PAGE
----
PREOPERATIVE DISCUSSION AND DOCUMENTATION
Since dental damage is one of the most likely adverse outcomes during general anesthesia, it is recommended that the patient be made aware of this possibility during the preoperative evaluation, especially with an anticipated difficult intubation and/or a patient’s vulnerable preexisting dentition. Forewarning patients about this potential adverse incident preoperatively can substantially decrease the likelihood of facing an uninformed, unprepared, or angry patient postoperatively.
The preoperative presentation of a poor dentition should prompt the anesthesiologist to be descriptive in documenting this condition. “None loose” or “intact” are not always appropriately illustrative. Also, a notation referring to the patient’s periodontal status can be helpful. For example, “poor oral hygiene with generalized periodontal disease, multiple mobile teeth and partial edentulism in both arches” can succinctly summarize a patient’s dentition that is especially vulnerable to damage. In addition, the following entry made in a patient’s medical record preoperatively can save time disputing such a claim postoperatively: “the maxillary right central incisor (#8) has a fractured incisal edge which I have confirmed with the patient.” Any missing, damaged, or loose teeth should be confirmed with the patient and documented accordingly. Gatt et al.41 has proposed the introduction of a standardized uniform dental chart to accurately document the preoperative condition of a patient’s dentition. Detailed documentation of the patient’s preoperative dental condition also serves to minimize the potential for inflated dental treatment estimates following a perioperative dental incident.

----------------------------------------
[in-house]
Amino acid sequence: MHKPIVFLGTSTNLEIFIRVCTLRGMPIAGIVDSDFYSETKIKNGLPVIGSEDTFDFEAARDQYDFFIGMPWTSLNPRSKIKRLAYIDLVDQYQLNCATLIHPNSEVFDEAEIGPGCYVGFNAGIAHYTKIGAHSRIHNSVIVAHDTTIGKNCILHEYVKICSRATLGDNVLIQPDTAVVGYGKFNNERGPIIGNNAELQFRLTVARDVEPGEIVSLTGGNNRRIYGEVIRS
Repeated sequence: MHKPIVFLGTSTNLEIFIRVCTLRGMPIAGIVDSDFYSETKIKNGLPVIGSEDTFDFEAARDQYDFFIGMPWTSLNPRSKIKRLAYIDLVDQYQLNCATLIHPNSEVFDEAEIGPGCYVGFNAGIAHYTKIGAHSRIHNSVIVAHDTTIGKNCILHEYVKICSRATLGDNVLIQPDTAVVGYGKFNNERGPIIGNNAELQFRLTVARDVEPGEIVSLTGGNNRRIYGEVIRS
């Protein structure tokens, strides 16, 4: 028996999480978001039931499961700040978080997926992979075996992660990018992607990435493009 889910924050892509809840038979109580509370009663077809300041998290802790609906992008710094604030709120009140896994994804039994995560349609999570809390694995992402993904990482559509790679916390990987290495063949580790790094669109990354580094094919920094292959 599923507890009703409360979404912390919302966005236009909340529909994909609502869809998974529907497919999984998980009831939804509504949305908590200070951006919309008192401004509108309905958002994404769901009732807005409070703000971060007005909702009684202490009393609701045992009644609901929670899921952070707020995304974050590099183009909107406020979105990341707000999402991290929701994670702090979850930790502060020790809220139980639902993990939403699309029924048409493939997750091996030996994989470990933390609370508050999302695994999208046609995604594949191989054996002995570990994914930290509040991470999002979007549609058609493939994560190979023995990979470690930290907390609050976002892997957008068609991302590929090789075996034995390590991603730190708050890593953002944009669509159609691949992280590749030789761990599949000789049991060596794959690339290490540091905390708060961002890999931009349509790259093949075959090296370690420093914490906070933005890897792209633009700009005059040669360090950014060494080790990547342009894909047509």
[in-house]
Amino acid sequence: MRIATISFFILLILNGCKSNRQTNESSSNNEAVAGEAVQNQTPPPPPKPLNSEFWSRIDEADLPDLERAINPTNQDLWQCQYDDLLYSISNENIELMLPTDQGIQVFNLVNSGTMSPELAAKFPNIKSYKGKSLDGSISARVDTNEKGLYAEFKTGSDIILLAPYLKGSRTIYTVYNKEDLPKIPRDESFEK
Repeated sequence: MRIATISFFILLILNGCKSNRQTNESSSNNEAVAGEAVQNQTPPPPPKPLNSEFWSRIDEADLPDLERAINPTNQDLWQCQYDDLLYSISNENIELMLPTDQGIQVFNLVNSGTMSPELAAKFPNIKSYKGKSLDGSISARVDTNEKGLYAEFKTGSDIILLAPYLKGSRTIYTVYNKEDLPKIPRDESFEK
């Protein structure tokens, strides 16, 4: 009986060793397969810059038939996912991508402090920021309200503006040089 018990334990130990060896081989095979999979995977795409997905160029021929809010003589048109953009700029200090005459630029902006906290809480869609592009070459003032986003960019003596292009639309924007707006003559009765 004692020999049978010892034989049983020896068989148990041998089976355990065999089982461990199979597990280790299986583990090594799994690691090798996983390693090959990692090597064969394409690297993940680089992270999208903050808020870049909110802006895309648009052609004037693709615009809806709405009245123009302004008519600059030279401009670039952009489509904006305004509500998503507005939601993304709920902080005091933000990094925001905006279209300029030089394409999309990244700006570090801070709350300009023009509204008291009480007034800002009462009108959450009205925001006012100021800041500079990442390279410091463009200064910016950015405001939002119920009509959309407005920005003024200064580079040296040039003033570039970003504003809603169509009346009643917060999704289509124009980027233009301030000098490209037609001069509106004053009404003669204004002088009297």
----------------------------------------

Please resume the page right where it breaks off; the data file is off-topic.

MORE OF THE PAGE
RECOMMENDATIONS FOR PREVENTION OF PERIOPERATIVE DENTAL DAMAGE
Patients’ loose teeth present the anesthesiologist with the dilemma of having the teeth extracted preoperatively or proceeding with caution. In many instances, it is not practical to obtain a dental consultation and definitive treatment immediately before surgery. Securing a loose tooth is a cautious measure to prevent aspiration and aid in a tooth’s retrieval should it become dislodged. A 3–0 silk suture without the needle can be wrapped several times around the gingival margins of the mobile tooth and adjacent teeth for increased stability (Fig. 9). The suture can be secured with adhesive tape to the ipsilateral cheek and removed after the procedure upon recovery.
The presence of any abnormalities of the tongue, lip, or palate should also be noted. Being cognizant of lesions in any of these areas can reduce perioperative trauma of oral soft tissues. Although all intraoral swellings should be investigated and documented preoperatively, they are not all indicative of an infectious process. For example, a torus is a prominently benign bony growth that can develop in a patient’s palate or mandibular premolar region and would not require preoperative intervention.42 Particularly upon inspection of the patient’s maxillary anterior teeth, biting surfaces should be carefully scrutinized for any evidence of being worn, notched or chipped. Incomplete dental treatment, such as temporary crowns and implants, may become an issue perioperatively and the stability of any such provisional prostheses should be verified. Any removable prostheses (e.g., dentures, orthodontic appliances) or soft tissue piercings of the lip or tongue should be removed, labeled, and stored before the anesthetic induction to prevent any accidental loss or damage.
After induction of anesthesia when a patient’s mouth is being scissored open before laryngoscopy (“cross-finger” maneuver), excessive stresses may be placed upon the mandibular anterior or maxillary right posterior teeth. During this action, one should exercise caution and subject only posterior, not anterior teeth, to minimal vertical or oblique forces to decrease the likelihood of damage. This manipulation can also cause the mandible to “lock” in an open position. This disarticulation is caused by anatomical abnormities or extreme mouth opening forces, resulting in the condyle of the mandible to slide too far anteriorly along the articular eminence of the temporal bone. A simple maneuver can correct this situation. Directly facing the patient who remains under general anesthesia, thumbs can be placed bilaterally along the biting surface of the patient’s mandibular posterior teeth. The action of applying pressure inferiorly and then posteriorly (i.e., down and back) unhinges the condyle from its unnaturally anterior position, and returns the mandible to a more relaxed position (Fig. 10). In a one-sided dislocation, the mandible is deflected ipsilateral to the locked joint. To reduce the disarticulation of the condyle/disk, inferior pressure is applied to the mandible which is then moved gently in the contralateral direction.43